Chiefly, I feel sorry to my mom. Whatever the diagnosis, she sure had to put up with a lot of strange behaviour over the years. Sorry Colin, too - you have been very supportive. Sorry to Howard and his family, Judy and Mamie - I lived with them while I had a vertical dreadlock and did not generally contribute to harmony. Sorry to Becky, April, those wonderful Swarthmore friends who felt that I was overly curt and was too fast, too inconsiderate. And Sergio - he pointedly told me that I was not a good friend. Heck, Megan, Michael and GK pretty much said the same thing. Fortunately, Jesse had his own problems. Donnan, I spent his 13th birthday sleepover birthday party crying because he was leaving my school. Sorry to his parents Eric and Tammy, who boarded me in their bedroom because I was too hysterical and strange to be sleeping with the other lads. Jesus, this is ugly. All my poor teachers - Mr. Barrett, I raised my hand in his 9th grade math class to ask him if he'd ever had gonorrea. How did I ever get through school? These people must have taken pity on me.
So I don't know where this leaves me now. There was a girl I saw in a cafe last week, I couldn't take my eyes off of her. The round shape of her cheeks shone lunar light. She had quite a delicious delicate manner. I used to think I liked agressive, unusual (perhaps bitchy) girls; maybe I am a social retard and I need women who can grasp me with a firm hand. Should I explain this to new girls before we get in too deep? Maybe this is why Amy was finally ready to back out from cohabitation with an insensitive high-functioning autistic. I'm amazed I fooled her for as long as I did! Sorry to Amy, for trying to make the best of living with someone who surely made her feel crazy.|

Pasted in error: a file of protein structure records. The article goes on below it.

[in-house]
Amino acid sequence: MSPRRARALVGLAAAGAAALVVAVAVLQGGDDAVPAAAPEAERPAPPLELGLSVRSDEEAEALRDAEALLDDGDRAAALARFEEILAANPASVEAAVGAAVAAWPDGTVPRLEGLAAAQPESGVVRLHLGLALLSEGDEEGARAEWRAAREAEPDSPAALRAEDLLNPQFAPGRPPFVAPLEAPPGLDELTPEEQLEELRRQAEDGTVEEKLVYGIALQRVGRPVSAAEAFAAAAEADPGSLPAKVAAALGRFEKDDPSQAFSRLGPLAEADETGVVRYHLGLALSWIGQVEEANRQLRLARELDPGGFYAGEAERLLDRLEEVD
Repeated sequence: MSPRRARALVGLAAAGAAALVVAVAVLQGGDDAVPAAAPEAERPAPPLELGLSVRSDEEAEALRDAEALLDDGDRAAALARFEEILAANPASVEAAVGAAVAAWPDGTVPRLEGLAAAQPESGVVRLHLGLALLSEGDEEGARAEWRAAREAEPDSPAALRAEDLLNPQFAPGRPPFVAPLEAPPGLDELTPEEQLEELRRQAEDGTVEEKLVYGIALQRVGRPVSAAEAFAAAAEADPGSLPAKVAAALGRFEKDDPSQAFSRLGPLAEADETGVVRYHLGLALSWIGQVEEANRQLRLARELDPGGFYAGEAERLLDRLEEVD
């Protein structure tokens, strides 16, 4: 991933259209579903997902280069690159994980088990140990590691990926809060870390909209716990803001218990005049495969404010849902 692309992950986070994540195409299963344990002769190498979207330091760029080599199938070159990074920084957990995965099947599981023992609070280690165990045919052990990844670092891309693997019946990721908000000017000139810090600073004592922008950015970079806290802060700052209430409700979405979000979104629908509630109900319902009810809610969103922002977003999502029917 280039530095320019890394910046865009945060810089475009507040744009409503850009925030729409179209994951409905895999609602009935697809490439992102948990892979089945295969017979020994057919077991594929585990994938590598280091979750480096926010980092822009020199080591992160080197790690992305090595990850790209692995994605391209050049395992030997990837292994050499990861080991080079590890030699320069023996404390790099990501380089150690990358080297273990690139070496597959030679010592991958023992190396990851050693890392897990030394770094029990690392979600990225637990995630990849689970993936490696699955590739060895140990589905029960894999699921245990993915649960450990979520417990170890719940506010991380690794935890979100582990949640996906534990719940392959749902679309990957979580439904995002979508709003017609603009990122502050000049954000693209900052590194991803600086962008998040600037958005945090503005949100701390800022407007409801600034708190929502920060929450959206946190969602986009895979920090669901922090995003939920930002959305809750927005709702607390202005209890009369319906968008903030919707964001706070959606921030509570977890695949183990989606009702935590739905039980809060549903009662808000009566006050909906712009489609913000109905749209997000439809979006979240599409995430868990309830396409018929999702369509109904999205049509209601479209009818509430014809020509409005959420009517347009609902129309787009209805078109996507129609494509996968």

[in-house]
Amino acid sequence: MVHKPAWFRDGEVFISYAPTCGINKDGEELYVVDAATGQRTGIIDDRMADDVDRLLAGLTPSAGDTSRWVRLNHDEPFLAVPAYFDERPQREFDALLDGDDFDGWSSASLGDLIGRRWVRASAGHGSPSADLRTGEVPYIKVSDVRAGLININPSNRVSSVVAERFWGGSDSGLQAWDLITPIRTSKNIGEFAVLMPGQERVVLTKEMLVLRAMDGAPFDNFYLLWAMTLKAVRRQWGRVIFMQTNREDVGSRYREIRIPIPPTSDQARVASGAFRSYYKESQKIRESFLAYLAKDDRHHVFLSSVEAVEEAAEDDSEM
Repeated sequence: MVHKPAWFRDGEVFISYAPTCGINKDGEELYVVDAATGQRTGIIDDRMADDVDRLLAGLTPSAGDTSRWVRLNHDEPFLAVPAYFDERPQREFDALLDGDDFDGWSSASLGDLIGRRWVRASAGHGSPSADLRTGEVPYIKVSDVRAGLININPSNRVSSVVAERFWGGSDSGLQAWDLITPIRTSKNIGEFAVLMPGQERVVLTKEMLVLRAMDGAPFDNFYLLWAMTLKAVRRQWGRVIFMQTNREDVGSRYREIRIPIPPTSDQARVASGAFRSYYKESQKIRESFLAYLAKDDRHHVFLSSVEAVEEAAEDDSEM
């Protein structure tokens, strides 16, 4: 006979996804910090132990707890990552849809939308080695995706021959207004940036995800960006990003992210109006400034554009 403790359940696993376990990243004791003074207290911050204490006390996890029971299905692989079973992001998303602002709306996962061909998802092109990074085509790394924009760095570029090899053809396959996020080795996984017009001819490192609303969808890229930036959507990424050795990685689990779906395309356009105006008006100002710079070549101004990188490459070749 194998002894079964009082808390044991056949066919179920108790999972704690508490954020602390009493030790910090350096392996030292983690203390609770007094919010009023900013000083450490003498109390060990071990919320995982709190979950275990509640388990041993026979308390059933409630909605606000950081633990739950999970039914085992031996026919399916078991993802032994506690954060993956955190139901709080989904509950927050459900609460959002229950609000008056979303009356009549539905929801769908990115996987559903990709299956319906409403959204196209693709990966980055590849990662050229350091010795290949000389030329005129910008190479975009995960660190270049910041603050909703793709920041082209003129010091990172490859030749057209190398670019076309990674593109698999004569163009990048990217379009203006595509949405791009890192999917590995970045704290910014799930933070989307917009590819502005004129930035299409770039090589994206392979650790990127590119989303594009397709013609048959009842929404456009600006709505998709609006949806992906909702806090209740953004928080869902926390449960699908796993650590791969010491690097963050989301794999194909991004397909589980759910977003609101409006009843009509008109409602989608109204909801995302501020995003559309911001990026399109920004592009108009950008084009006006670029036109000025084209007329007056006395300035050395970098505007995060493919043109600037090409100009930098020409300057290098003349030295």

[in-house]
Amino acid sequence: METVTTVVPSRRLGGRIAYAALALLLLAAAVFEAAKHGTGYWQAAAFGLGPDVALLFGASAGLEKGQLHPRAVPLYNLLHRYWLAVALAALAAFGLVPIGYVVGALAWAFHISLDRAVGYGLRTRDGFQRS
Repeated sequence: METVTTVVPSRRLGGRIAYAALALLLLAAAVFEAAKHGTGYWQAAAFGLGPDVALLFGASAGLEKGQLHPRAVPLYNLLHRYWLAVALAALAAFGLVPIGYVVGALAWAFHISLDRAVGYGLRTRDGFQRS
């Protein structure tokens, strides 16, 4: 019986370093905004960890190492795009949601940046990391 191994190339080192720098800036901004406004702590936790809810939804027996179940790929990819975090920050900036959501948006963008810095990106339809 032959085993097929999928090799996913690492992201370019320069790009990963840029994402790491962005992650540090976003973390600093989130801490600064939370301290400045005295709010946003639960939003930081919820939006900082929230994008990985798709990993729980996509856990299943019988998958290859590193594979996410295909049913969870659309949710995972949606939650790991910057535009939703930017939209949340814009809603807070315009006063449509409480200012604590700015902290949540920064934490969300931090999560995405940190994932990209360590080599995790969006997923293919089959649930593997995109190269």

Perhaps my father had some similar sort of charming but grating social malady that he liquored up and ultimately put down. I can see a glimpse of that in myself - this idea of a mental illness is somewhat crippling and depressing, besides being perhaps illuminating and freeing.
Judging from the auto/biographies of many artists and thinkers I respect, I'm not much different to be difficult. Charles Mingus's autobiography Beneath the Underdog certainly expressed some sociopathy (the book was a gift from Chandra, who was perhaps a kindred fuckup). Yayoi Kusama is an artist who makes dizzying phallus-adorned sculptures. She lives in a mental hospital in Tokyo most of the time. Her work is supported by the state, which funds her living in the hospital, and the nurses, who perform as her art assistants. Most people who have met Perry Farell say he's difficult to reach - not operating on the same social plane. So I guess I can harnass my unusually built brain for fun and profit! I can provide an unusual perspective and projects for society; I just have to be taken care of. Maybe I should develop a nurse fetish.
Fortunately, I've found the web, where my pathos can be rendered in nuanced hypertext, forstalling personal relations and leading to lively digital intercourse. Marcel Proust lived in a cork lined room and wrote thousands of pages charting nostalgia. I'm up to two thousand and some charting myself. I really enjoy this outlet. I'm blessed to have it.
Asperger's Links: (Oct 2001)
O.A.S.I.S. - Online Asperger Syndrome Information & Support site, including a general description of this disease/metaphor/illness/bothersome personality trait.